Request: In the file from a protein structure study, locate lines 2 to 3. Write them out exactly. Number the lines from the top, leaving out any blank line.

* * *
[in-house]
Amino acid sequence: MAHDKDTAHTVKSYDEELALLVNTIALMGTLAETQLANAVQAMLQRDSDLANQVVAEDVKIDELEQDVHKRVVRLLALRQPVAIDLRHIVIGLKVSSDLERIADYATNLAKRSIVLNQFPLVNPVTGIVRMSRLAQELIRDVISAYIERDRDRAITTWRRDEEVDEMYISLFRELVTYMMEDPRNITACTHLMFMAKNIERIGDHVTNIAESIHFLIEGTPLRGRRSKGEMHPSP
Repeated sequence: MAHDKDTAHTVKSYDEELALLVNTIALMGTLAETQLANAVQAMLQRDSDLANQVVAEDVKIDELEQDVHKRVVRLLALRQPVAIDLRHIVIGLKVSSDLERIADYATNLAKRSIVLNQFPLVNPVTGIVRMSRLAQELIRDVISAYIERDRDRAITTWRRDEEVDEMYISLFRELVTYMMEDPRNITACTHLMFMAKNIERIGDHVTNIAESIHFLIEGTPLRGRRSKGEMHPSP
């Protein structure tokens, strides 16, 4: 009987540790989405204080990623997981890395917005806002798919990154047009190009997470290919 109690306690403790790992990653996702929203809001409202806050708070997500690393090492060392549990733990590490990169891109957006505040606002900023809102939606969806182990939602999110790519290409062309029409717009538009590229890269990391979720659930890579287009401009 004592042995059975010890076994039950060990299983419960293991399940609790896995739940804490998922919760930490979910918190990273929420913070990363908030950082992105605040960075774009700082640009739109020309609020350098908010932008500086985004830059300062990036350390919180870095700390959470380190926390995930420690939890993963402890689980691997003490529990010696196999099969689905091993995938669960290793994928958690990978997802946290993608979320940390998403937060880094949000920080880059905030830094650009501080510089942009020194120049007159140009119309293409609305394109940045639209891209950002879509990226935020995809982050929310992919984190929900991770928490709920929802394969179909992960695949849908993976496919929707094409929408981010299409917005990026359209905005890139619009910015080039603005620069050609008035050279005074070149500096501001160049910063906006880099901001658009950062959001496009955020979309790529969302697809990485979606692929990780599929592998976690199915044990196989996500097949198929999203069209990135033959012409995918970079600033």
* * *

Amino acid sequence: MAHDKDTAHTVKSYDEELALLVNTIALMGTLAETQLANAVQAMLQRDSDLANQVVAEDVKIDELEQDVHKRVVRLLALRQPVAIDLRHIVIGLKVSSDLERIADYATNLAKRSIVLNQFPLVNPVTGIVRMSRLAQELIRDVISAYIERDRDRAITTWRRDEEVDEMYISLFRELVTYMMEDPRNITACTHLMFMAKNIERIGDHVTNIAESIHFLIEGTPLRGRRSKGEMHPSP
Repeated sequence: MAHDKDTAHTVKSYDEELALLVNTIALMGTLAETQLANAVQAMLQRDSDLANQVVAEDVKIDELEQDVHKRVVRLLALRQPVAIDLRHIVIGLKVSSDLERIADYATNLAKRSIVLNQFPLVNPVTGIVRMSRLAQELIRDVISAYIERDRDRAITTWRRDEEVDEMYISLFRELVTYMMEDPRNITACTHLMFMAKNIERIGDHVTNIAESIHFLIEGTPLRGRRSKGEMHPSP